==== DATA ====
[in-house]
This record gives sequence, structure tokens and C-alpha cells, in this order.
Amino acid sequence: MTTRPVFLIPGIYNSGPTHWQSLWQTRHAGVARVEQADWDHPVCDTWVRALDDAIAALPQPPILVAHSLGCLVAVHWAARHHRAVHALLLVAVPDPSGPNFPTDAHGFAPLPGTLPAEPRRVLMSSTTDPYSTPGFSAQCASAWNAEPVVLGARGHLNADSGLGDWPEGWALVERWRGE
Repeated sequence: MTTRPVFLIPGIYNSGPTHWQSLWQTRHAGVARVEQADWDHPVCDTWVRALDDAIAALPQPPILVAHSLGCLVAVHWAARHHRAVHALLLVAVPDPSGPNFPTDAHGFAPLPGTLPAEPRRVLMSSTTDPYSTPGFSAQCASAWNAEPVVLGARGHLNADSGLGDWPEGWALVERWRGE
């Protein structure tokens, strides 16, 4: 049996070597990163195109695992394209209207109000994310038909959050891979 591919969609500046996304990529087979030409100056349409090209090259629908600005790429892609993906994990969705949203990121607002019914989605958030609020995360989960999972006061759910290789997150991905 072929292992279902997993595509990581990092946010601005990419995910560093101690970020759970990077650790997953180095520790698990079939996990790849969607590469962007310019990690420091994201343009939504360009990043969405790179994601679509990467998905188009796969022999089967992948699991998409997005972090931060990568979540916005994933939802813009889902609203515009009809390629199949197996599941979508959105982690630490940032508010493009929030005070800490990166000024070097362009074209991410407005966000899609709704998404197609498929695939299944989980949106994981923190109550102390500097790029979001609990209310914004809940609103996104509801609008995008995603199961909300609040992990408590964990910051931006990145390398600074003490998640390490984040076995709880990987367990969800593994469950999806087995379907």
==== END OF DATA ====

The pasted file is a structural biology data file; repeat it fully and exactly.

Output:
[in-house]
This record gives sequence, structure tokens and C-alpha cells, in this order.
Amino acid sequence: MTTRPVFLIPGIYNSGPTHWQSLWQTRHAGVARVEQADWDHPVCDTWVRALDDAIAALPQPPILVAHSLGCLVAVHWAARHHRAVHALLLVAVPDPSGPNFPTDAHGFAPLPGTLPAEPRRVLMSSTTDPYSTPGFSAQCASAWNAEPVVLGARGHLNADSGLGDWPEGWALVERWRGE
Repeated sequence: MTTRPVFLIPGIYNSGPTHWQSLWQTRHAGVARVEQADWDHPVCDTWVRALDDAIAALPQPPILVAHSLGCLVAVHWAARHHRAVHALLLVAVPDPSGPNFPTDAHGFAPLPGTLPAEPRRVLMSSTTDPYSTPGFSAQCASAWNAEPVVLGARGHLNADSGLGDWPEGWALVERWRGE
């Protein structure tokens, strides 16, 4: 049996070597990163195109695992394209209207109000994310038909959050891979 591919969609500046996304990529087979030409100056349409090209090259629908600005790429892609993906994990969705949203990121607002019914989605958030609020995360989960999972006061759910290789997150991905 072929292992279902997993595509990581990092946010601005990419995910560093101690970020759970990077650790997953180095520790698990079939996990790849969607590469962007310019990690420091994201343009939504360009990043969405790179994601679509990467998905188009796969022999089967992948699991998409997005972090931060990568979540916005994933939802813009889902609203515009009809390629199949197996599941979508959105982690630490940032508010493009929030005070800490990166000024070097362009074209991410407005966000899609709704998404197609498929695939299944989980949106994981923190109550102390500097790029979001609990209310914004809940609103996104509801609008995008995603199961909300609040992990408590964990910051931006990145390398600074003490998640390490984040076995709880990987367990969800593994469950999806087995379907």